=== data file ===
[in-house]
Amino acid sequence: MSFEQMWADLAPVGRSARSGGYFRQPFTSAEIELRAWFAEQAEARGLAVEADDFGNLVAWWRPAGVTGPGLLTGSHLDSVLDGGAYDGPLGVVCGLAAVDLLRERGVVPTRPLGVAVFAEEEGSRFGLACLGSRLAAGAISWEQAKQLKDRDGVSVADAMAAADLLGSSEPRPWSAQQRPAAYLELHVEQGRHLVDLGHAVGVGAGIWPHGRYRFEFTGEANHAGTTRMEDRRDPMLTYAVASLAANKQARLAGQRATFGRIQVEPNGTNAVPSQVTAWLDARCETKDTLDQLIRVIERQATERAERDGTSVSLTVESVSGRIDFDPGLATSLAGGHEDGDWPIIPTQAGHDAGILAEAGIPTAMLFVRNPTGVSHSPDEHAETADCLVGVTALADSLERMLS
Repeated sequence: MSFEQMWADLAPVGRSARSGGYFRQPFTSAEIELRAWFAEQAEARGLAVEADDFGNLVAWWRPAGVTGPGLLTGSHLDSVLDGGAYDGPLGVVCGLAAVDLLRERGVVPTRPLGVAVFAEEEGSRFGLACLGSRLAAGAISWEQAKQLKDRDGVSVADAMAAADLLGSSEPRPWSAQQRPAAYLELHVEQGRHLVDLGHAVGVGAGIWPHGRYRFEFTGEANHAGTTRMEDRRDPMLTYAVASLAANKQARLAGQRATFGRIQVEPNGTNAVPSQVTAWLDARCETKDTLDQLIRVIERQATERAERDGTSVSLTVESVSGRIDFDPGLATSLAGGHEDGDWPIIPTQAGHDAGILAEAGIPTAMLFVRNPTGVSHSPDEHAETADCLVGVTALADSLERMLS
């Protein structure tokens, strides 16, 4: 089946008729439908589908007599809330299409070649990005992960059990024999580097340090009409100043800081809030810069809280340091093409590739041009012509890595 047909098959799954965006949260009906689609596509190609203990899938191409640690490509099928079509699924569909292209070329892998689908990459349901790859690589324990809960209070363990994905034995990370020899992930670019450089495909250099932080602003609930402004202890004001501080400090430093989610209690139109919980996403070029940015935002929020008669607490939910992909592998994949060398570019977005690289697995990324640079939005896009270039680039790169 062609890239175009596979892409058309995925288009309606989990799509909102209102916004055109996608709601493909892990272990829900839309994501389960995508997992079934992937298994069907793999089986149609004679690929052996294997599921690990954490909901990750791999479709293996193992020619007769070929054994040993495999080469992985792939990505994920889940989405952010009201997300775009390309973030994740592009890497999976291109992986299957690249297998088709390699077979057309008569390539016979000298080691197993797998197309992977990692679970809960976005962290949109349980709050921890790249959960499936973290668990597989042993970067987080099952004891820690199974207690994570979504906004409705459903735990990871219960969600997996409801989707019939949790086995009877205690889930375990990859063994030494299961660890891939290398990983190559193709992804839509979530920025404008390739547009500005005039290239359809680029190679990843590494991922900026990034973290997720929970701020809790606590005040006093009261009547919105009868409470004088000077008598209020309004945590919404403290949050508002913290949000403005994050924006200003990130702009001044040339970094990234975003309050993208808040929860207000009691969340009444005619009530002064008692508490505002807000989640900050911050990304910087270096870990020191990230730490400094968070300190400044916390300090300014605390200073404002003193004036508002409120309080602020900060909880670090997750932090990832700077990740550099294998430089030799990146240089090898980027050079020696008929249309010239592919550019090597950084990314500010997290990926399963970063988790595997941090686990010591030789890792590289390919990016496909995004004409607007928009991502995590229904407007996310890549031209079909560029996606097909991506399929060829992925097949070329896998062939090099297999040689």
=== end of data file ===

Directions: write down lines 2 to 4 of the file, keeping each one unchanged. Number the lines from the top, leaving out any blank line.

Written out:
Amino acid sequence: MSFEQMWADLAPVGRSARSGGYFRQPFTSAEIELRAWFAEQAEARGLAVEADDFGNLVAWWRPAGVTGPGLLTGSHLDSVLDGGAYDGPLGVVCGLAAVDLLRERGVVPTRPLGVAVFAEEEGSRFGLACLGSRLAAGAISWEQAKQLKDRDGVSVADAMAAADLLGSSEPRPWSAQQRPAAYLELHVEQGRHLVDLGHAVGVGAGIWPHGRYRFEFTGEANHAGTTRMEDRRDPMLTYAVASLAANKQARLAGQRATFGRIQVEPNGTNAVPSQVTAWLDARCETKDTLDQLIRVIERQATERAERDGTSVSLTVESVSGRIDFDPGLATSLAGGHEDGDWPIIPTQAGHDAGILAEAGIPTAMLFVRNPTGVSHSPDEHAETADCLVGVTALADSLERMLS
Repeated sequence: MSFEQMWADLAPVGRSARSGGYFRQPFTSAEIELRAWFAEQAEARGLAVEADDFGNLVAWWRPAGVTGPGLLTGSHLDSVLDGGAYDGPLGVVCGLAAVDLLRERGVVPTRPLGVAVFAEEEGSRFGLACLGSRLAAGAISWEQAKQLKDRDGVSVADAMAAADLLGSSEPRPWSAQQRPAAYLELHVEQGRHLVDLGHAVGVGAGIWPHGRYRFEFTGEANHAGTTRMEDRRDPMLTYAVASLAANKQARLAGQRATFGRIQVEPNGTNAVPSQVTAWLDARCETKDTLDQLIRVIERQATERAERDGTSVSLTVESVSGRIDFDPGLATSLAGGHEDGDWPIIPTQAGHDAGILAEAGIPTAMLFVRNPTGVSHSPDEHAETADCLVGVTALADSLERMLS
């Protein structure tokens, strides 16, 4: 089946008729439908589908007599809330299409070649990005992960059990024999580097340090009409100043800081809030810069809280340091093409590739041009012509890595 047909098959799954965006949260009906689609596509190609203990899938191409640690490509099928079509699924569909292209070329892998689908990459349901790859690589324990809960209070363990994905034995990370020899992930670019450089495909250099932080602003609930402004202890004001501080400090430093989610209690139109919980996403070029940015935002929020008669607490939910992909592998994949060398570019977005690289697995990324640079939005896009270039680039790169 062609890239175009596979892409058309995925288009309606989990799509909102209102916004055109996608709601493909892990272990829900839309994501389960995508997992079934992937298994069907793999089986149609004679690929052996294997599921690990954490909901990750791999479709293996193992020619007769070929054994040993495999080469992985792939990505994920889940989405952010009201997300775009390309973030994740592009890497999976291109992986299957690249297998088709390699077979057309008569390539016979000298080691197993797998197309992977990692679970809960976005962290949109349980709050921890790249959960499936973290668990597989042993970067987080099952004891820690199974207690994570979504906004409705459903735990990871219960969600997996409801989707019939949790086995009877205690889930375990990859063994030494299961660890891939290398990983190559193709992804839509979530920025404008390739547009500005005039290239359809680029190679990843590494991922900026990034973290997720929970701020809790606590005040006093009261009547919105009868409470004088000077008598209020309004945590919404403290949050508002913290949000403005994050924006200003990130702009001044040339970094990234975003309050993208808040929860207000009691969340009444005619009530002064008692508490505002807000989640900050911050990304910087270096870990020191990230730490400094968070300190400044916390300090300014605390200073404002003193004036508002409120309080602020900060909880670090997750932090990832700077990740550099294998430089030799990146240089090898980027050079020696008929249309010239592919550019090597950084990314500010997290990926399963970063988790595997941090686990010591030789890792590289390919990016496909995004004409607007928009991502995590229904407007996310890549031209079909560029996606097909991506399929060829992925097949070329896998062939090099297999040689």